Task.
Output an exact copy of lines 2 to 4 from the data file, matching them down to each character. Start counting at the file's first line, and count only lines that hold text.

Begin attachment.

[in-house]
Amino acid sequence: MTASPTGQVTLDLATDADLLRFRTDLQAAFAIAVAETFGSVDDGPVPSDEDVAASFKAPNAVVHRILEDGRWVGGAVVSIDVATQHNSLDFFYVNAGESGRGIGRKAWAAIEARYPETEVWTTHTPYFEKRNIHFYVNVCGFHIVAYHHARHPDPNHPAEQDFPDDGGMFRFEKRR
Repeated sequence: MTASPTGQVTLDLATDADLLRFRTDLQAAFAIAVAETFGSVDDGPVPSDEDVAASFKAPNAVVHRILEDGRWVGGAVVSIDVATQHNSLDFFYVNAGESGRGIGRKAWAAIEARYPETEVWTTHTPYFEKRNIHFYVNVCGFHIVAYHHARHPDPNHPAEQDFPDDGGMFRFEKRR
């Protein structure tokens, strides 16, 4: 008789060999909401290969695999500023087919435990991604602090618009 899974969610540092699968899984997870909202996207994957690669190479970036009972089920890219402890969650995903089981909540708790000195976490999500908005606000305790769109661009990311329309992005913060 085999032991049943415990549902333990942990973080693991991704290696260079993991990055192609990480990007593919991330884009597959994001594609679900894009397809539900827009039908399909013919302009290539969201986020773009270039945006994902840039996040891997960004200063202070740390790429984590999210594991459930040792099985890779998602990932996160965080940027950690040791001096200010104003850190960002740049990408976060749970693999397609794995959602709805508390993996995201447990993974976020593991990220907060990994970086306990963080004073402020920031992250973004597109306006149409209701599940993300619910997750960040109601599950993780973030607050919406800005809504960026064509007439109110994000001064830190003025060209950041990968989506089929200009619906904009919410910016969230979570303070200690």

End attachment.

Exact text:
Amino acid sequence: MTASPTGQVTLDLATDADLLRFRTDLQAAFAIAVAETFGSVDDGPVPSDEDVAASFKAPNAVVHRILEDGRWVGGAVVSIDVATQHNSLDFFYVNAGESGRGIGRKAWAAIEARYPETEVWTTHTPYFEKRNIHFYVNVCGFHIVAYHHARHPDPNHPAEQDFPDDGGMFRFEKRR
Repeated sequence: MTASPTGQVTLDLATDADLLRFRTDLQAAFAIAVAETFGSVDDGPVPSDEDVAASFKAPNAVVHRILEDGRWVGGAVVSIDVATQHNSLDFFYVNAGESGRGIGRKAWAAIEARYPETEVWTTHTPYFEKRNIHFYVNVCGFHIVAYHHARHPDPNHPAEQDFPDDGGMFRFEKRR
């Protein structure tokens, strides 16, 4: 008789060999909401290969695999500023087919435990991604602090618009 899974969610540092699968899984997870909202996207994957690669190479970036009972089920890219402890969650995903089981909540708790000195976490999500908005606000305790769109661009990311329309992005913060 085999032991049943415990549902333990942990973080693991991704290696260079993991990055192609990480990007593919991330884009597959994001594609679900894009397809539900827009039908399909013919302009290539969201986020773009270039945006994902840039996040891997960004200063202070740390790429984590999210594991459930040792099985890779998602990932996160965080940027950690040791001096200010104003850190960002740049990408976060749970693999397609794995959602709805508390993996995201447990993974976020593991990220907060990994970086306990963080004073402020920031992250973004597109306006149409209701599940993300619910997750960040109601599950993780973030607050919406800005809504960026064509007439109110994000001064830190003025060209950041990968989506089929200009619906904009919410910016969230979570303070200690």